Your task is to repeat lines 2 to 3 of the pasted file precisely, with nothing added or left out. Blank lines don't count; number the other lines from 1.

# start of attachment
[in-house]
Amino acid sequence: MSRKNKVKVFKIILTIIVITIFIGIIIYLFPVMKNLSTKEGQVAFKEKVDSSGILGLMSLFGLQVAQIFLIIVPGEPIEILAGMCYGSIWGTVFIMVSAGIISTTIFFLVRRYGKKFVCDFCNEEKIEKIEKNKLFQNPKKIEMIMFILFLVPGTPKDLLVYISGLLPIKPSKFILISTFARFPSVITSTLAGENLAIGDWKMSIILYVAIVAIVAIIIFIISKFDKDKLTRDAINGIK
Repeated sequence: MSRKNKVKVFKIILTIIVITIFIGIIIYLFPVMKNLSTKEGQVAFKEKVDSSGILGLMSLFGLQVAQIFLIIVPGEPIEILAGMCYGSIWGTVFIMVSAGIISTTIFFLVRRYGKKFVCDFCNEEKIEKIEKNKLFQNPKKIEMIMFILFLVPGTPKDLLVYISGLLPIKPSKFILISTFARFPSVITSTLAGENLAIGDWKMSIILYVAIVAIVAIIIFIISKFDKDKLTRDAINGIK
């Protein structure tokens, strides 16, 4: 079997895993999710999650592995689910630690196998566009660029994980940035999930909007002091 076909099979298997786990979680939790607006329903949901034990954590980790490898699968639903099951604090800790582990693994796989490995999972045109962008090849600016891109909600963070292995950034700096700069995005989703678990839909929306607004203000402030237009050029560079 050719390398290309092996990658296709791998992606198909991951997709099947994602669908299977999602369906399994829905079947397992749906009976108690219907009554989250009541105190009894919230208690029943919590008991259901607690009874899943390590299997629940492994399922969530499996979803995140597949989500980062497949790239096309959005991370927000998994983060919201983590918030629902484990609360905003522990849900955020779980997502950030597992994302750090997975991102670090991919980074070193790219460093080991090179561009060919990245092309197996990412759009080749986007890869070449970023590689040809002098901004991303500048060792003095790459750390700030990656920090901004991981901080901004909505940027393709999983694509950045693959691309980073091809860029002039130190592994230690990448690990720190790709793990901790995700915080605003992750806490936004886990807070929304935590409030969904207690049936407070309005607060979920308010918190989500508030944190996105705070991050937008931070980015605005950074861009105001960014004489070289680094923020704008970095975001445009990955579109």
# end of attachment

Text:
Amino acid sequence: MSRKNKVKVFKIILTIIVITIFIGIIIYLFPVMKNLSTKEGQVAFKEKVDSSGILGLMSLFGLQVAQIFLIIVPGEPIEILAGMCYGSIWGTVFIMVSAGIISTTIFFLVRRYGKKFVCDFCNEEKIEKIEKNKLFQNPKKIEMIMFILFLVPGTPKDLLVYISGLLPIKPSKFILISTFARFPSVITSTLAGENLAIGDWKMSIILYVAIVAIVAIIIFIISKFDKDKLTRDAINGIK
Repeated sequence: MSRKNKVKVFKIILTIIVITIFIGIIIYLFPVMKNLSTKEGQVAFKEKVDSSGILGLMSLFGLQVAQIFLIIVPGEPIEILAGMCYGSIWGTVFIMVSAGIISTTIFFLVRRYGKKFVCDFCNEEKIEKIEKNKLFQNPKKIEMIMFILFLVPGTPKDLLVYISGLLPIKPSKFILISTFARFPSVITSTLAGENLAIGDWKMSIILYVAIVAIVAIIIFIISKFDKDKLTRDAINGIK